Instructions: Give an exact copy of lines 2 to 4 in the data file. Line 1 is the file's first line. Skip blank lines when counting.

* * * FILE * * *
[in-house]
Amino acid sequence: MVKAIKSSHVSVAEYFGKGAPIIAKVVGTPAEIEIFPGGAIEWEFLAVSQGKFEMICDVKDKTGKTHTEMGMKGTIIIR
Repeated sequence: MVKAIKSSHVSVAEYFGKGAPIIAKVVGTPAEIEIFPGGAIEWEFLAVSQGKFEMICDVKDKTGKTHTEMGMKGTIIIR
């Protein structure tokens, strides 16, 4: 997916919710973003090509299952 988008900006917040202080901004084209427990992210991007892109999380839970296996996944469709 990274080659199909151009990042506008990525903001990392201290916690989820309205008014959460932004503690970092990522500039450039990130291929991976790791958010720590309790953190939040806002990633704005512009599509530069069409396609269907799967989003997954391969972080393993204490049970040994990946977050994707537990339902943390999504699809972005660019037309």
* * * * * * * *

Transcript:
Amino acid sequence: MVKAIKSSHVSVAEYFGKGAPIIAKVVGTPAEIEIFPGGAIEWEFLAVSQGKFEMICDVKDKTGKTHTEMGMKGTIIIR
Repeated sequence: MVKAIKSSHVSVAEYFGKGAPIIAKVVGTPAEIEIFPGGAIEWEFLAVSQGKFEMICDVKDKTGKTHTEMGMKGTIIIR
């Protein structure tokens, strides 16, 4: 997916919710973003090509299952 988008900006917040202080901004084209427990992210991007892109999380839970296996996944469709 990274080659199909151009990042506008990525903001990392201290916690989820309205008014959460932004503690970092990522500039450039990130291929991976790791958010720590309790953190939040806002990633704005512009599509530069069409396609269907799967989003997954391969972080393993204490049970040994990946977050994707537990339902943390999504699809972005660019037309």